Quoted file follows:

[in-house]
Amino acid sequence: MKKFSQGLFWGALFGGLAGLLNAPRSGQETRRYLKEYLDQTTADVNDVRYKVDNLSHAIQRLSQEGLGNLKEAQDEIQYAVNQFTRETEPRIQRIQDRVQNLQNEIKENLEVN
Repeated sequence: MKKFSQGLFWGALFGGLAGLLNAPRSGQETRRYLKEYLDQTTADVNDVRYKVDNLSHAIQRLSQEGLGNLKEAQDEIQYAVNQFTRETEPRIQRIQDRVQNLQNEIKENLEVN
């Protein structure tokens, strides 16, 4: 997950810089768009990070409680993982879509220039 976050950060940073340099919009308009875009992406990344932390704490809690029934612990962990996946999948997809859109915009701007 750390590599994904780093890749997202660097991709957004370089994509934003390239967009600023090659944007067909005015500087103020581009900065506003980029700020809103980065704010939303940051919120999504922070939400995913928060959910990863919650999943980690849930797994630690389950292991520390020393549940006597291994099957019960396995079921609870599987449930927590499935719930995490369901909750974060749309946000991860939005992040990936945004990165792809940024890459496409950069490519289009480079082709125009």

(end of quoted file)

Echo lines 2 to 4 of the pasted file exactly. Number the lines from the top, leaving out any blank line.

Amino acid sequence: MKKFSQGLFWGALFGGLAGLLNAPRSGQETRRYLKEYLDQTTADVNDVRYKVDNLSHAIQRLSQEGLGNLKEAQDEIQYAVNQFTRETEPRIQRIQDRVQNLQNEIKENLEVN
Repeated sequence: MKKFSQGLFWGALFGGLAGLLNAPRSGQETRRYLKEYLDQTTADVNDVRYKVDNLSHAIQRLSQEGLGNLKEAQDEIQYAVNQFTRETEPRIQRIQDRVQNLQNEIKENLEVN
């Protein structure tokens, strides 16, 4: 997950810089768009990070409680993982879509220039 976050950060940073340099919009308009875009992406990344932390704490809690029934612990962990996946999948997809859109915009701007 750390590599994904780093890749997202660097991709957004370089994509934003390239967009600023090659944007067909005015500087103020581009900065506003980029700020809103980065704010939303940051919120999504922070939400995913928060959910990863919650999943980690849930797994630690389950292991520390020393549940006597291994099957019960396995079921609870599987449930927590499935719930995490369901909750974060749309946000991860939005992040990936945004990165792809940024890459496409950069490519289009480079082709125009």